Trillium Book Awards Author Reading 2015

The Lucky Seven Interview, with Binnie Brennan

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Binnie Brennan

Binnie Brennan is the author of the short story collection A Certain Grace and a novella, Harbour View. Her latest book is the novel Like Any Other Monday (Gaspereau Press), an historical fiction tale that explores the intimate and tenuous relationship between two vaudeville performers.

Binnie speaks to Open Book as part of our Lucky Seven series, a seven-question Q&A that gives readers a chance to hear about the writing processes of talented Canadian authors and gives authors a space to speak in depth about the thematic concerns of their newest books.

Today, Binnie tells us about the headspace of a musician, using Buster Keaton as the archetype for her character and what she does when the writing process isn't working.

Open Book:

Tell us about your new book and how it came to be.

Binnie Brennan:

Like Any Other Monday is a novel set on the vaudeville stage in 1916/17, a fictional portrait of the great comedian Buster Keaton during the last months of his time as a vaudevillian. I hadn’t planned on writing biographical fiction, let alone a novel, but it came about after several years of intense research I did on Keaton’s life and his art. I started writing fictional vignettes about Buster’s onstage life as a child prodigy comedian (one of which is the prologue of the novel), and from there I went on to write a number of biographical essays, and also prose-poetry responses to his two-reel movies. I wasn’t sure what I was writing or why, but eventually it came into focus. It was Marina Endicott’s novel, The Little Shadows, which is also set during the vaudeville era, which ignited my interest in vaudeville and Buster Keaton in the first place.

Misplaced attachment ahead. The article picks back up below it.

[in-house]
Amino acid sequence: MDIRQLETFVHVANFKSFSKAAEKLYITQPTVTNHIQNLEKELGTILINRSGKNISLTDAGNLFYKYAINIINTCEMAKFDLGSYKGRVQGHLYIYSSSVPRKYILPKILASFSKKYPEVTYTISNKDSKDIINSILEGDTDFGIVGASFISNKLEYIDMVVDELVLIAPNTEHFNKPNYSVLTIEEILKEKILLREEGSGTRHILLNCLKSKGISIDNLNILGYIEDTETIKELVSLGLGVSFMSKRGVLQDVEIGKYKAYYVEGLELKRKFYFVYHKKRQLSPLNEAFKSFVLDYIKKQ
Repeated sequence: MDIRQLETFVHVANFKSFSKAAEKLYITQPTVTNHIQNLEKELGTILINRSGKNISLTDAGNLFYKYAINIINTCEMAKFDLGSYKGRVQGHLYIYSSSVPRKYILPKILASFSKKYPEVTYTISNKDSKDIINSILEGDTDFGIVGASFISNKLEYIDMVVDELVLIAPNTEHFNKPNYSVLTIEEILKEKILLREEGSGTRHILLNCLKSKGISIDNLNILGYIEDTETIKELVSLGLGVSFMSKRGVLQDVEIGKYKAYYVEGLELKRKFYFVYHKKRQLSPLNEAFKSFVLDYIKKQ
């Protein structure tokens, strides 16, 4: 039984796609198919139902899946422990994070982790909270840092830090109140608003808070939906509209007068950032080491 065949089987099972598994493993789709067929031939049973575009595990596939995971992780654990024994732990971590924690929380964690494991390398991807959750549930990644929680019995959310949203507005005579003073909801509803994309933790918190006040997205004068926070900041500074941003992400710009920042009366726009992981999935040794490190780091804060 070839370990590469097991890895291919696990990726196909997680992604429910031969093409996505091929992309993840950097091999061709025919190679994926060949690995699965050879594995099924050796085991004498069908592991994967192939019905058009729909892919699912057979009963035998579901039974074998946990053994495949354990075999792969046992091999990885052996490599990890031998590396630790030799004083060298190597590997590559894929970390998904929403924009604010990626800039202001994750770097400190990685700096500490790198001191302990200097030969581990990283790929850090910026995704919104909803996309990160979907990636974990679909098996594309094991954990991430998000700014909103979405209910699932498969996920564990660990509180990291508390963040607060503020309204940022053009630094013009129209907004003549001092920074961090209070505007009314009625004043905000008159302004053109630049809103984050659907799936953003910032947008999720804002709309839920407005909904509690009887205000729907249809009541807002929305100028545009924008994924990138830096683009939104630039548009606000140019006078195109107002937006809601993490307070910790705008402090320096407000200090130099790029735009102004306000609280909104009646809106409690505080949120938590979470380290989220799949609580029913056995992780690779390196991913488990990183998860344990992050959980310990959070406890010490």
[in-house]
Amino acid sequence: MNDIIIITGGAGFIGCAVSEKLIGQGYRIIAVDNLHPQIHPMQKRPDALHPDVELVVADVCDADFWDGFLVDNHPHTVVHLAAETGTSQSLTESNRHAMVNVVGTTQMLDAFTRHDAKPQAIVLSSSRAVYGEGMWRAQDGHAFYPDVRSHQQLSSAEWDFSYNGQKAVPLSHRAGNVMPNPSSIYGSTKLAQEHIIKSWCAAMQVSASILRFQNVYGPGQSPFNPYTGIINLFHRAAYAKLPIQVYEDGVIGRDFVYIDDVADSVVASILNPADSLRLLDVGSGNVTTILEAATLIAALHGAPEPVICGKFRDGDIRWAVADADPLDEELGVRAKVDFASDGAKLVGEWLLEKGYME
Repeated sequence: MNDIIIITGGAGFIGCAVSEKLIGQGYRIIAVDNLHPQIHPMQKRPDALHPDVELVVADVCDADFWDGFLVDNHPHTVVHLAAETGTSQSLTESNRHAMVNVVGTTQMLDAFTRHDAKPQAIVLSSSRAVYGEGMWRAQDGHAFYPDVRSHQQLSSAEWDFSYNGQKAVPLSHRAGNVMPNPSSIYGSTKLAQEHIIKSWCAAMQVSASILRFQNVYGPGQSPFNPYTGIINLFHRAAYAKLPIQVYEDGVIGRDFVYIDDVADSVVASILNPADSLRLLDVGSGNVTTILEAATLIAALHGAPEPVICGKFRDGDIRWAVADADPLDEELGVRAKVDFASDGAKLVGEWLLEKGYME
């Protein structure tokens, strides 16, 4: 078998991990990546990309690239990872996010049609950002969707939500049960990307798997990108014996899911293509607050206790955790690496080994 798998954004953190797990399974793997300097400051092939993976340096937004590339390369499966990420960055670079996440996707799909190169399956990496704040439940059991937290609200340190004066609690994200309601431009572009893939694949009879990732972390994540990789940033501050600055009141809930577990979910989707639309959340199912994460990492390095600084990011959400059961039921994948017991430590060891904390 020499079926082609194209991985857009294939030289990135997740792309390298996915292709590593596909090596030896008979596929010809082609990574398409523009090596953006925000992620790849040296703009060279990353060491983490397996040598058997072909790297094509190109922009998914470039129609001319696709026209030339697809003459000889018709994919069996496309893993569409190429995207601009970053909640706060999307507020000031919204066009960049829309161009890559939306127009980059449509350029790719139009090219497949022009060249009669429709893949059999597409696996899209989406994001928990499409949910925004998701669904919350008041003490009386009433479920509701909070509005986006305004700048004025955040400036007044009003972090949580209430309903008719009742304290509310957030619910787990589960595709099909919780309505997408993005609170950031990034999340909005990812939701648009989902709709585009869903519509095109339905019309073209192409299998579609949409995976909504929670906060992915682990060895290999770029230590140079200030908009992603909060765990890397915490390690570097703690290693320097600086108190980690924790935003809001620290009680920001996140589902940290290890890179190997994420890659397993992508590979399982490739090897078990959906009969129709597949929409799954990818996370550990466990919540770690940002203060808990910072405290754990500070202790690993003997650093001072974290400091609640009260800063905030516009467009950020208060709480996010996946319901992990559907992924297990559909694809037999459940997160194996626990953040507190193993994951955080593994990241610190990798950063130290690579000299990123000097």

OB:

Is there a question that is central to your book, thematically? And if so, did you know the question when you started writing or did it emerge from the writing process?

BB:

If there is a central question, it’s not one I was conscious of while writing. I knew from the start of writing it that I wanted to write about performing – although not about performing in a symphony orchestra, which is what I do for a living. I suppose the closest I can come up with is “why perform?” and to take it further, “what made Buster/Billy tick as a performer?” The great Alistair MacLeod once said that we often write about the things that worry us. I wouldn’t necessarily say I worry about it, but I’ve been a musician for most of my life, and performing – both onstage and preparing for it offstage – takes up a lot of headspace in my everyday life. Perhaps part of me wondered why I do it.

OB:

Did this project change significantly from when you first starting working on it to the final version? How long did the project take from start to finish?

BB: